Friday Grok: Two modes of search — Google and Facebook

Slowly, inevitably Bing climbs

Search is so central to First World Problems these days that any time Google makes a significant change, the news wires start to hum, fish start to fall from the sky and statues start bleeding from the eyeballs.

So, it was this week "Search, plus Your World" was announced, which ReadWriteWeb described as the inevitable integration between Google search and Google+.

Basically, Google now provides two modes of search. The first, the global search mode, which will be familiar to all Google users as it’s the mode we have all become addicted to over the years. The second, the personal mode, which is the new, more subversive style that does what the Web has always done best — reinforces user prejudice. It does this by leveraging the user's Google+ circles.

Grok can't help but think that the personal mode seems to be pulling Google in the direction of nemesis, Facebook's philosophy of enclosure.

Remember, Google is about organising the world's information. But Facebook is about enclosing it, repackaging it, sticking a price tag on it and hawking it to the highest bidder off the back of a truck, preferably in a dark alley away from the prying eyes of the Department of Justice. And Google’s personal mode looks more like a wink to the latter idea than the former.

For the tens of thousands of years of human commerce, markets have always enclosed that which was previously common — everything from, the village common to your DNA, for instance. Facebook is simply the latest spectacular embodiment of the trend. It's also why Facebook will ultimately win its cultural smackdown with Google. After all, you can't trump human nature.

Needless to say, Facebook remains beyond the grasp of the Google spiders, and Grok expects it will be ever so.

Meanwhile, and more quietly than it is probably warranted, Microsoft continues to grow in the search market, overtaking Yahoo in the US last month, according to comScore. Microsoft's three-year-old Bing search engine (actually, it's only the name that's three years old, its search has been around longer) has crept into second place. Although, it’s still a long way behind Google.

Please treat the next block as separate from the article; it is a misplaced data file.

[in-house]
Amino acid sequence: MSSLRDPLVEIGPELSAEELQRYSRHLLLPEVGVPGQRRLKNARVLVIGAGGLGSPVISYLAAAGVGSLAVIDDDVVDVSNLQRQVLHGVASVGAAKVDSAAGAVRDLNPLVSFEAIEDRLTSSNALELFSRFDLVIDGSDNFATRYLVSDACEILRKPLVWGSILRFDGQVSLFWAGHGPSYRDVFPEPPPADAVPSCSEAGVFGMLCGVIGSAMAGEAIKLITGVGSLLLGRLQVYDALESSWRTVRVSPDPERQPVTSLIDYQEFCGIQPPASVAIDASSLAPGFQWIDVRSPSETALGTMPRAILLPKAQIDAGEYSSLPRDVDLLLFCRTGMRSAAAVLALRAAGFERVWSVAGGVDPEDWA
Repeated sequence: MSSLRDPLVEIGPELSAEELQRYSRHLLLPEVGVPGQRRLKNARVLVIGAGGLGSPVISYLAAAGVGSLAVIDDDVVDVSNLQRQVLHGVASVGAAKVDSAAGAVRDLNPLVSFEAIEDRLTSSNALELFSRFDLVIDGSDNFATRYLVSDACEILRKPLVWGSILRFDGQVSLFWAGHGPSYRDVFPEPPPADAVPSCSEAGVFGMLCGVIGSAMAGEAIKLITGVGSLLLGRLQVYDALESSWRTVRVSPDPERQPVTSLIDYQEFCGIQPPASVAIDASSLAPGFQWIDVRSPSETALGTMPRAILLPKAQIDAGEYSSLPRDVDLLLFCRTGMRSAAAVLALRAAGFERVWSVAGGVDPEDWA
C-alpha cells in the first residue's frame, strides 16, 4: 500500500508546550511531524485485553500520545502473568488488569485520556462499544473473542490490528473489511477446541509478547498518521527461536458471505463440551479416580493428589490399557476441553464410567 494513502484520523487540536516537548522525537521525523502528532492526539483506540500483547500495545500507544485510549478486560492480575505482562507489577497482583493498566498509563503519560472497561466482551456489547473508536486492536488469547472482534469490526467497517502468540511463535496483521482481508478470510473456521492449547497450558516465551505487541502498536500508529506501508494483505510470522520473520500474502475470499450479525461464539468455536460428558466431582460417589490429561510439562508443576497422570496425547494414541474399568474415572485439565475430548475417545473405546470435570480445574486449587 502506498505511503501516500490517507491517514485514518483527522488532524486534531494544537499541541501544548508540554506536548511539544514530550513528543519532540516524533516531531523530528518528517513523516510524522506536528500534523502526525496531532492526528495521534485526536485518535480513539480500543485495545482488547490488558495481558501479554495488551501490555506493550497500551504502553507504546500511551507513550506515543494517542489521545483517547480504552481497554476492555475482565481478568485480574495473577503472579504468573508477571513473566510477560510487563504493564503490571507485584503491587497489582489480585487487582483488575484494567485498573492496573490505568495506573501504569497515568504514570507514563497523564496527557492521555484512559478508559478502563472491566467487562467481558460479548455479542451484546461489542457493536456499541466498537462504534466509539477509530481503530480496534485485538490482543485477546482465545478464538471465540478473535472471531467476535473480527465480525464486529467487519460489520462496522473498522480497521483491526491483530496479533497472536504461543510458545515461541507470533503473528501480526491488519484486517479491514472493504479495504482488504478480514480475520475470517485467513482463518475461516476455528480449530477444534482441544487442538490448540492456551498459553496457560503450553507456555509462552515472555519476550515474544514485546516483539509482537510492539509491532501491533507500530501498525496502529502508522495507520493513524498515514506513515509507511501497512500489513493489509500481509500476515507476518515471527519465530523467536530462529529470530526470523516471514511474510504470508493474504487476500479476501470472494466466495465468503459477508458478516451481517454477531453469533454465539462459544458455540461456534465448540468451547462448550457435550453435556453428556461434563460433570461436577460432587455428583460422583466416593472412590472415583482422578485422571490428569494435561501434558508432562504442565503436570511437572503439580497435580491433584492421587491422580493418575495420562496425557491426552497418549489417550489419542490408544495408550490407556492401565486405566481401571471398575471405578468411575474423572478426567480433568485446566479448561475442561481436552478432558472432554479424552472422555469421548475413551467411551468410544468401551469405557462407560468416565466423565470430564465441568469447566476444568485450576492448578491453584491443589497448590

Most of Bing's growth has been pinged from Yahoo which appears to be in long-term decline. A tie up between the two — repeatedly speculated — would leave a joint operation with about 30 per cent market share, still an age behind Capital G , but big enough to get the notice of the advertisers and just as importantly, the financial analysts. Grok's view has always been that once Microsoft starts to eat into Google's core search audience in any meaningful way the money markets will turn hard, fast and ugly on Google's share price exposing the weakness of its one trick pony revenue model.

eBay’s mobility, stupid

When eBay ramps, man does it ramp. eBay and its subsidiary Paypal has provided some insight into the strength of the growing mobile payments market through key note addresses at the Consumer Electronics Show in Las Vegas this week.

According to a recent report in <i>Techcrunch</i>, eBay chief, John Donahue, said the company doubled the value of its gross volume merchandise between 2010 and 2011 to reach $5 billion. Earlier in the show, Paypal revealed it beat its own expectation for the mobile market with $3.5 billion in payments. And Paypal expects to double that again this year.

By September, there may be a billion little 'Facebookers’

Finally, let's get our first chart in for the year. This time it's courtesy of the Business Insider. Coverage of Facebook's IPO will heat up quickly the closer we get to April with nothing short of a significant collapse in capital markets generally standing between Mark Zuckerberg and his $100 billion market cap.

This chart demonstrates why. It looks like Facebook is on its way to one billion users by September, continuing a growth trend that really kicked off in Q3 of 2008. Perhaps more importantly, the social networking website has maintained the truly stunning trend whereby <i>50 per cent of its users log in every day</i>, as it is claimed.

You need to read that last bit out loud again slowly, three times, just to make sure you totally dig it.

There's also a series of great infographics on Mashable about Facebook's IPO, for the truly obsessed that can be found here.

Andrew Birmingham is the CEO of Silicon Gully Investments. He is addicted to Facebook. You can email him at or follow him on Twitter, which he regards more as an occupational hazard at @ag_birmingham.

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